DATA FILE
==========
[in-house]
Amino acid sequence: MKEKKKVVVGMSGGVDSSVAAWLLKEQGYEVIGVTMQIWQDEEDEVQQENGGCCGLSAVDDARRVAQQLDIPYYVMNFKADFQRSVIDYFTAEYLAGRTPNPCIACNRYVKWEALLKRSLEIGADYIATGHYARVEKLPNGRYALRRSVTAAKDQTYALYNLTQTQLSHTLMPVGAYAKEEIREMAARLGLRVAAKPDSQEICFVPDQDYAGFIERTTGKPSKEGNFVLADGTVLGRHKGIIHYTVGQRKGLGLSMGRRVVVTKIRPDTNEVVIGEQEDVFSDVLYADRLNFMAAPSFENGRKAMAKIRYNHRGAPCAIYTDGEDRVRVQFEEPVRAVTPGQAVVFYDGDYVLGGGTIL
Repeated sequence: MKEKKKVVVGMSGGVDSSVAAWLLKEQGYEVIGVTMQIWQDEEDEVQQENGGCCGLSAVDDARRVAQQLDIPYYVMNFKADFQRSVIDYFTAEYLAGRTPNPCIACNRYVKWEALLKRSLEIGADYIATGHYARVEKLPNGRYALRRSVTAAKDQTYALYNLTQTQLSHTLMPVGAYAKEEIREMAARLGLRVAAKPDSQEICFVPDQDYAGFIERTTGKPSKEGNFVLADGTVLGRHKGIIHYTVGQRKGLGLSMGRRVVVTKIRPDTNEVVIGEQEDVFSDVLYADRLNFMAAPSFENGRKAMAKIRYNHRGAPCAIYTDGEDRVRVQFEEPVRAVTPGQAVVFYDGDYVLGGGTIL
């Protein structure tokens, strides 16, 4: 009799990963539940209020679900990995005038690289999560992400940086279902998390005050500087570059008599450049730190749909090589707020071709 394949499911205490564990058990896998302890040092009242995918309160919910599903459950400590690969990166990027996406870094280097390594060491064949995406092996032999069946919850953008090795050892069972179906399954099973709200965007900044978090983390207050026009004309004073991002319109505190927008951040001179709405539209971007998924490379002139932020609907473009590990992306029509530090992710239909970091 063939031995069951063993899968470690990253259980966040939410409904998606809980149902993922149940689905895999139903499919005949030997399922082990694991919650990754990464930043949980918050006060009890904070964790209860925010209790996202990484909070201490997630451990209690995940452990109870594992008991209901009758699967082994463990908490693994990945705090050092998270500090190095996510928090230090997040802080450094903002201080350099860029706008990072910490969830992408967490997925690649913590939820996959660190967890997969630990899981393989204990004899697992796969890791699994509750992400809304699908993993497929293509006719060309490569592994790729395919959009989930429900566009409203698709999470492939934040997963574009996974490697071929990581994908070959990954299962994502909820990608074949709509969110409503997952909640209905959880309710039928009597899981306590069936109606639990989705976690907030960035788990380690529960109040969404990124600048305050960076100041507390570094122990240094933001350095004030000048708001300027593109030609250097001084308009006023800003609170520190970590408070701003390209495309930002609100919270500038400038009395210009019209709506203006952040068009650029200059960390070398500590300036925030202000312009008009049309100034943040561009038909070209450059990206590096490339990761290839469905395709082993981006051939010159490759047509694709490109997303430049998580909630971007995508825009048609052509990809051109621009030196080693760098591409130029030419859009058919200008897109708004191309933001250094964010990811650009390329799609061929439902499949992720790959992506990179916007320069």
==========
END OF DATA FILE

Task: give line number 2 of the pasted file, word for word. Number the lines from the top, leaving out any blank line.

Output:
Amino acid sequence: MKEKKKVVVGMSGGVDSSVAAWLLKEQGYEVIGVTMQIWQDEEDEVQQENGGCCGLSAVDDARRVAQQLDIPYYVMNFKADFQRSVIDYFTAEYLAGRTPNPCIACNRYVKWEALLKRSLEIGADYIATGHYARVEKLPNGRYALRRSVTAAKDQTYALYNLTQTQLSHTLMPVGAYAKEEIREMAARLGLRVAAKPDSQEICFVPDQDYAGFIERTTGKPSKEGNFVLADGTVLGRHKGIIHYTVGQRKGLGLSMGRRVVVTKIRPDTNEVVIGEQEDVFSDVLYADRLNFMAAPSFENGRKAMAKIRYNHRGAPCAIYTDGEDRVRVQFEEPVRAVTPGQAVVFYDGDYVLGGGTIL